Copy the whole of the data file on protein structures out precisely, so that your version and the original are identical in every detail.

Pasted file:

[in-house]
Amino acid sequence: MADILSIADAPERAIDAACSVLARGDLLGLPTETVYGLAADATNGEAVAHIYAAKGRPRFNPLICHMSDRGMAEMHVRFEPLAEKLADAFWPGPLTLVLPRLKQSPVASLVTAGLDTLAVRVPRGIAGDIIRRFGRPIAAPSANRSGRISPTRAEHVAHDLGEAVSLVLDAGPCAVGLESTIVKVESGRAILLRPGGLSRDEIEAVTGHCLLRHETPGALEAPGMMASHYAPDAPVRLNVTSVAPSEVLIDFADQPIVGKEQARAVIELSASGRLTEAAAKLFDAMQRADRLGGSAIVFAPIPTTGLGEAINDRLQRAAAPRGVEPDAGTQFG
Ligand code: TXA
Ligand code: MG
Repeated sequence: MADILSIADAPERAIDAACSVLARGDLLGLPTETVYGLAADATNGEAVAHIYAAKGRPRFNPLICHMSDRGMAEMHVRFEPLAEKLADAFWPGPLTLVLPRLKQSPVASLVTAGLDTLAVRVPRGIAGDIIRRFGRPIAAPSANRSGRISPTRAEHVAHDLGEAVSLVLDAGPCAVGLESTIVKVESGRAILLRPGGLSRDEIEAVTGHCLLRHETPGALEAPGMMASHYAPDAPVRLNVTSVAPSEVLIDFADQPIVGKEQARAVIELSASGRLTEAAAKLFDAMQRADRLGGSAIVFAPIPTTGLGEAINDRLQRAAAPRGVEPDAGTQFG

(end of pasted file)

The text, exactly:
[in-house]
Amino acid sequence: MADILSIADAPERAIDAACSVLARGDLLGLPTETVYGLAADATNGEAVAHIYAAKGRPRFNPLICHMSDRGMAEMHVRFEPLAEKLADAFWPGPLTLVLPRLKQSPVASLVTAGLDTLAVRVPRGIAGDIIRRFGRPIAAPSANRSGRISPTRAEHVAHDLGEAVSLVLDAGPCAVGLESTIVKVESGRAILLRPGGLSRDEIEAVTGHCLLRHETPGALEAPGMMASHYAPDAPVRLNVTSVAPSEVLIDFADQPIVGKEQARAVIELSASGRLTEAAAKLFDAMQRADRLGGSAIVFAPIPTTGLGEAINDRLQRAAAPRGVEPDAGTQFG
Ligand code: TXA
Ligand code: MG
Repeated sequence: MADILSIADAPERAIDAACSVLARGDLLGLPTETVYGLAADATNGEAVAHIYAAKGRPRFNPLICHMSDRGMAEMHVRFEPLAEKLADAFWPGPLTLVLPRLKQSPVASLVTAGLDTLAVRVPRGIAGDIIRRFGRPIAAPSANRSGRISPTRAEHVAHDLGEAVSLVLDAGPCAVGLESTIVKVESGRAILLRPGGLSRDEIEAVTGHCLLRHETPGALEAPGMMASHYAPDAPVRLNVTSVAPSEVLIDFADQPIVGKEQARAVIELSASGRLTEAAAKLFDAMQRADRLGGSAIVFAPIPTTGLGEAINDRLQRAAAPRGVEPDAGTQFG